N.B. This was done with entirely good intention and I meant no harm, as I never have meant harm. Just having some fun and don’t want anyone to get in trouble or angry over this. Who knows? I may have ruined the thing.
[The Tyrant sends his thoughts on the unpspeakable. Please enjoy. - BB]
“Most stuff that is genuine is better left unsaid.” This is from a letter written in 1993 by J.D. Salinger to his friend E. Michael Miller (for this story, go here). Sounds like old boy’s last plea, doesn’t it? That last line of the red one, you know: “Don’t tell anybody anything. If you do, you start missing everybody.” This thought occupies my mind past the point of it being healthy. There are so many things for me that I cannot write down, or will not write down. I have tried to write them down, and I have written them down, and hated myself afterwards for doing it.
It’s the same with speech. There are so many things I can’t speak about, won’t speak about. I have tried to speak about them, and I have spoken about them, and hated myself afterwards for doing it. I don’t know how to categorize these untouchables for there is no common denominator that I can pin down. I am not talking about gossip or secrets. Forget all that shit. I’m talking about the times or thoughts or experiences that cannot be regaled, or feel like they shouldn’t be regaled (even though they could be regaled but you would just feel like shit afterwards because no matter how good it felt to tell it, once you’re done it always feels like you have just let go of a kite string). That bit of advice from Dorothy Parker (about how if you have an idea for a story, not to speak about it or it will lose its steam) has something to do with it, but not exactly. Or it’s like that feeling you feel in that span of time between the moment you hear some good news (Writers, insert “acceptance-letter joy” here) and the moment that you start blabbing your head off about it. As soon as you start communicating it, telling others about it, something disappears, doesn’t it? And there was something good about that something that disappeared, wasn’t there? It’s not exactly like, but is kind of like, how you and your good friend would never talk about how good of friends you are because the mere mention of you even being friends would cause your friendship to wither somehow.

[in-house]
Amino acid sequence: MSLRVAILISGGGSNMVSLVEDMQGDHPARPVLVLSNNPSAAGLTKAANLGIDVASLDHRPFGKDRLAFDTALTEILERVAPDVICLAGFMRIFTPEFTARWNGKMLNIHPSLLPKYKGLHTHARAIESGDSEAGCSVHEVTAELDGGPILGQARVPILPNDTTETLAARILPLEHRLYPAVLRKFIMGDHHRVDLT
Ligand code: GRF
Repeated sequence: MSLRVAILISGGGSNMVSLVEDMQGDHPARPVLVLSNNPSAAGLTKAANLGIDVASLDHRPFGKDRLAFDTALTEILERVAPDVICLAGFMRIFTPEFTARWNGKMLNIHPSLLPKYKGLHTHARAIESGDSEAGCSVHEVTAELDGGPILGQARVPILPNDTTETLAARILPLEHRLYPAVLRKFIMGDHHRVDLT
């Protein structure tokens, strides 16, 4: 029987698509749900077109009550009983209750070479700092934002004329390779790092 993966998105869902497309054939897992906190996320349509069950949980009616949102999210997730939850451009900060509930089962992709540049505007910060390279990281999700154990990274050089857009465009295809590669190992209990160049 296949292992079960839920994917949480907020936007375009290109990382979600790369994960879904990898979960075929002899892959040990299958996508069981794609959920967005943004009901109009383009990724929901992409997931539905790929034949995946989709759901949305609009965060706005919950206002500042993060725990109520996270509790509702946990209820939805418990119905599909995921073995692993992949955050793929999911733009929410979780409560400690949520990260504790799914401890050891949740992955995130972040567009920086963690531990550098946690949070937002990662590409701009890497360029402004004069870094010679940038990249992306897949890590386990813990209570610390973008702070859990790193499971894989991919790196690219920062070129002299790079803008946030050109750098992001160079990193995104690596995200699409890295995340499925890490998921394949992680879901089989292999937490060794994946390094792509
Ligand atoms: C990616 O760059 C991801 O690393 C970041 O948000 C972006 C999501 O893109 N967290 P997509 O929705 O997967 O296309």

The Tyrant Giancarlo Ditrapano sends a word:
Hullo. The New York Tyrant has opened submissions again. I know, I know. It’s been awhile, but hold off on giving me shit before I have a chance to explain. See, I have this huge fear of submissions readers. Besides pieces suggested from friends, I am the only reader I have. That’s a bad idea, I know. The reason why I won’t take on any readers is due to the fear that they might pass over something good. I mean, I know I don’t have magic eyes or anything but what if something really great got passed up? To avoid this I’ve always had a small submissions window in order to not get too bogged down and forced to make hasty decisions. I mean, staring down a pile of slush and saying, “I’m fixing to end you, you mother,” and then going at it and throwing them so fast into the rejection pile that you never really have a chance to read their name, well, it ain’t so fair. You’d be lucky if I even got past your title. Sometimes even the first name is as far as I’d get (“There is no way I am publishing another fucking Thomas this year, sorry!”). That would be terrible. Then I would be at the bar later on, drunk, doing drugs in the bathroom with someone I don’t even like and I’d be telling them, “Yeah, I went through like 200 submissions today.” And he’d be, “That’s impossible.” And I’d be, “No, it isn’t, I’ll show you. How much of that is left? Let’s go back to mine and I’ll show you.” And we’d go back to mine and I’d say, “See!” and he’d say the slush pile looks like I didn’t really go through it but just kind of moved it to the side a bit. And he’d be right. And I’d be sad. And you’d be cheated.
But I met someone though. I took a class on plumbing this summer and met someone I think I can trust. Luke Goebel. He’ll be handling the direct submissions for now. Great guy. Plus, he lives a magical kind of life. The other day he was swimming with dolphins in fucking Hawaii (sounds cheesy but you just know it isn’t cheesy at all once you’re doing it) and an hour later was rejecting submissions for me. I need that kind of sunny extension of myself because I’m a fucking mess. It’s freezing cold in New York, my apartment is getting smaller (it really is!), and I am almost done smoking all of the non-menthol cigarettes in Hell’s Kitchen. I can no longer read the labels on my prescriptions (“Wait, is that even my name?”) and I’m thinking about shaving my head. I need a man in Havana (nonsense). I need a Marlow (not nonsense).
So, you still mad? Cool. Submissions are open. Please put it inside me. email@example.com
P.S. Check our submissions page first. There are only like two rules.
P.P.S. Disregard the cash prize thing on postcard. Shit’s old.
January 12th, 2010 / 12:26 am